Alloparental care, care directed at non-descendant young, presents a potential challenge to evolutionary ecologists because investment in non-descendant eggs and young gives the appearance of maladaptive behaviour. Yet wherever there is parental care in fishes, there is usually alloparental care. As such, alloparental care is an integral part of care in fishes. Alloparental care appears to have arisen independently many times in disparate taxa. The chief reason for this is the low cost of care, relative to homeotherms, both in terms of low post-zygotic investment to nourish young, and low risk of predation to the parent during brood defence. In some cases, alloparenting is misdirected parental care and maladaptive. A celebrated example of brood parasitism in fish is that of the catfish Synodontis multipunctatus, which parasitizes broods of mouthbrooding cichlids. Previously unpublished data on the reproductive biology of S. multipunctatus are reported here. However, in the majority of cases, particularly for the widespread phenomena of zygote dumping (nest associates) in the Cyprinidae and adoption of non-descendant free-swimming young in brood-guarding Cichlidae, alloparental care is a mutualistic relationship maintained by natural selection. This review describes broad patterns of known examples of alloparental care, the pathways to adoption, and highlights the ways in which alloparents derive fitness benefits. By caring for non-descendant young, an alloparent may benefit by one or more of the following phenomena: acquisition of mates, confusion effect, dilution effect, selfish herd effect, selfish shepherd effect, kin selection, and reciprocal altruism. Although the breadth and diversity of examples of alloparental care in fishes is growing, to date, these accounts have been largely descriptive. Future research should be directed at careful documentation of the fitness consequences for both donor and alloparent. These are the data that are needed to fully understand the evolutionary underpinnings of alloparental care, and by extension, parental care.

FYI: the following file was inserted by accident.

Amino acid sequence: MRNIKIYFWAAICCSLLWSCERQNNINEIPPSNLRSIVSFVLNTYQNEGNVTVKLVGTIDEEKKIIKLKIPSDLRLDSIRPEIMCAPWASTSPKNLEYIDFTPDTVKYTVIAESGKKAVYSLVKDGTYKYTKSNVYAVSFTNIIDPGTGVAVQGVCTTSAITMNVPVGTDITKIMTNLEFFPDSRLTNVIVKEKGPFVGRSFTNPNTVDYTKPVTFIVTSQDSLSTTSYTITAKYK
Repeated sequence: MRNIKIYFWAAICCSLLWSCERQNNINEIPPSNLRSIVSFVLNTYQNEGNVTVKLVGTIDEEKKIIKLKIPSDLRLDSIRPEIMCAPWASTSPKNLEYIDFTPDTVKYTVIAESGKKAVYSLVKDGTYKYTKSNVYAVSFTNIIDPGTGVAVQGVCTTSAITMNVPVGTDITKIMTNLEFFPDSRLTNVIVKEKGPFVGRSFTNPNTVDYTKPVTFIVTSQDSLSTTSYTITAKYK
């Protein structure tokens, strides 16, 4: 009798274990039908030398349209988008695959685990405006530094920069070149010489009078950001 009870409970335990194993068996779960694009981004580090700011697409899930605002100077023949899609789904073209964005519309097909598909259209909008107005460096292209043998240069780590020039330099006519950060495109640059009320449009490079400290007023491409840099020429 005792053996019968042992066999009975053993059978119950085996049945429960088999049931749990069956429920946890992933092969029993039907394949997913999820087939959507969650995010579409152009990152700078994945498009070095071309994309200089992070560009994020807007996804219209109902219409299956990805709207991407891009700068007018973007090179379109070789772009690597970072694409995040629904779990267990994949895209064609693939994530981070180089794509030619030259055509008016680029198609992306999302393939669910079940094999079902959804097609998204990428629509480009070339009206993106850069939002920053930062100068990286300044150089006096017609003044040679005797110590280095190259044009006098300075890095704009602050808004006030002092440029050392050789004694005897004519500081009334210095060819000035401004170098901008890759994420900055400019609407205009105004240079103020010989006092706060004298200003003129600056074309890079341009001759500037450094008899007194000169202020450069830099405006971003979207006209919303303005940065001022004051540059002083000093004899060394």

Reviews in Fish Biology and Fisheries – Springer Journals
Published: Sep 30, 2004
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